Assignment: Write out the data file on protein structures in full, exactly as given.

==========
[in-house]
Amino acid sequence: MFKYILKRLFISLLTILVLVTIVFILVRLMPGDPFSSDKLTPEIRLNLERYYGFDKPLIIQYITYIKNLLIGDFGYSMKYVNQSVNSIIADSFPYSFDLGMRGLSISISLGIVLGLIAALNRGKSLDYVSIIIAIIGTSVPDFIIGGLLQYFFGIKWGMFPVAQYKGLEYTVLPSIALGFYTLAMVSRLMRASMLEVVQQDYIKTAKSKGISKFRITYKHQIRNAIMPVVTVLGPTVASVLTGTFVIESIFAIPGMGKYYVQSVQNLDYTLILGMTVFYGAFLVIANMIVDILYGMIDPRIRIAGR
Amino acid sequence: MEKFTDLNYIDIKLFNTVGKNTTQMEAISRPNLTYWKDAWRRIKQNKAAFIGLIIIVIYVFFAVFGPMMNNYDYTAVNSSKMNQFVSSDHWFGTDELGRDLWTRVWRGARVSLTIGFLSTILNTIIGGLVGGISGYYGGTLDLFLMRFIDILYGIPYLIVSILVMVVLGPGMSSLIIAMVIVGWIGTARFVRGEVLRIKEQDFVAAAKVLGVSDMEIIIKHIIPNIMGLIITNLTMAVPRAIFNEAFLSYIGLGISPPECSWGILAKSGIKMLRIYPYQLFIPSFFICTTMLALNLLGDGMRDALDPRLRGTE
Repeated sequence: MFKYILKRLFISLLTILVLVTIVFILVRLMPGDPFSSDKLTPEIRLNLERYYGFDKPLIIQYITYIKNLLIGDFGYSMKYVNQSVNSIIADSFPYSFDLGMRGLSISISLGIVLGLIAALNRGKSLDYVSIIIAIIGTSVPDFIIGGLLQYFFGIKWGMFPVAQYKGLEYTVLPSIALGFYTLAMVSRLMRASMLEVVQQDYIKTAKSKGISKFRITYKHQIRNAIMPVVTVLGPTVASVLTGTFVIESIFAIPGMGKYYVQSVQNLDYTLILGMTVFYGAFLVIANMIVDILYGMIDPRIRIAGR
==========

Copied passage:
[in-house]
Amino acid sequence: MFKYILKRLFISLLTILVLVTIVFILVRLMPGDPFSSDKLTPEIRLNLERYYGFDKPLIIQYITYIKNLLIGDFGYSMKYVNQSVNSIIADSFPYSFDLGMRGLSISISLGIVLGLIAALNRGKSLDYVSIIIAIIGTSVPDFIIGGLLQYFFGIKWGMFPVAQYKGLEYTVLPSIALGFYTLAMVSRLMRASMLEVVQQDYIKTAKSKGISKFRITYKHQIRNAIMPVVTVLGPTVASVLTGTFVIESIFAIPGMGKYYVQSVQNLDYTLILGMTVFYGAFLVIANMIVDILYGMIDPRIRIAGR
Amino acid sequence: MEKFTDLNYIDIKLFNTVGKNTTQMEAISRPNLTYWKDAWRRIKQNKAAFIGLIIIVIYVFFAVFGPMMNNYDYTAVNSSKMNQFVSSDHWFGTDELGRDLWTRVWRGARVSLTIGFLSTILNTIIGGLVGGISGYYGGTLDLFLMRFIDILYGIPYLIVSILVMVVLGPGMSSLIIAMVIVGWIGTARFVRGEVLRIKEQDFVAAAKVLGVSDMEIIIKHIIPNIMGLIITNLTMAVPRAIFNEAFLSYIGLGISPPECSWGILAKSGIKMLRIYPYQLFIPSFFICTTMLALNLLGDGMRDALDPRLRGTE
Repeated sequence: MFKYILKRLFISLLTILVLVTIVFILVRLMPGDPFSSDKLTPEIRLNLERYYGFDKPLIIQYITYIKNLLIGDFGYSMKYVNQSVNSIIADSFPYSFDLGMRGLSISISLGIVLGLIAALNRGKSLDYVSIIIAIIGTSVPDFIIGGLLQYFFGIKWGMFPVAQYKGLEYTVLPSIALGFYTLAMVSRLMRASMLEVVQQDYIKTAKSKGISKFRITYKHQIRNAIMPVVTVLGPTVASVLTGTFVIESIFAIPGMGKYYVQSVQNLDYTLILGMTVFYGAFLVIANMIVDILYGMIDPRIRIAGR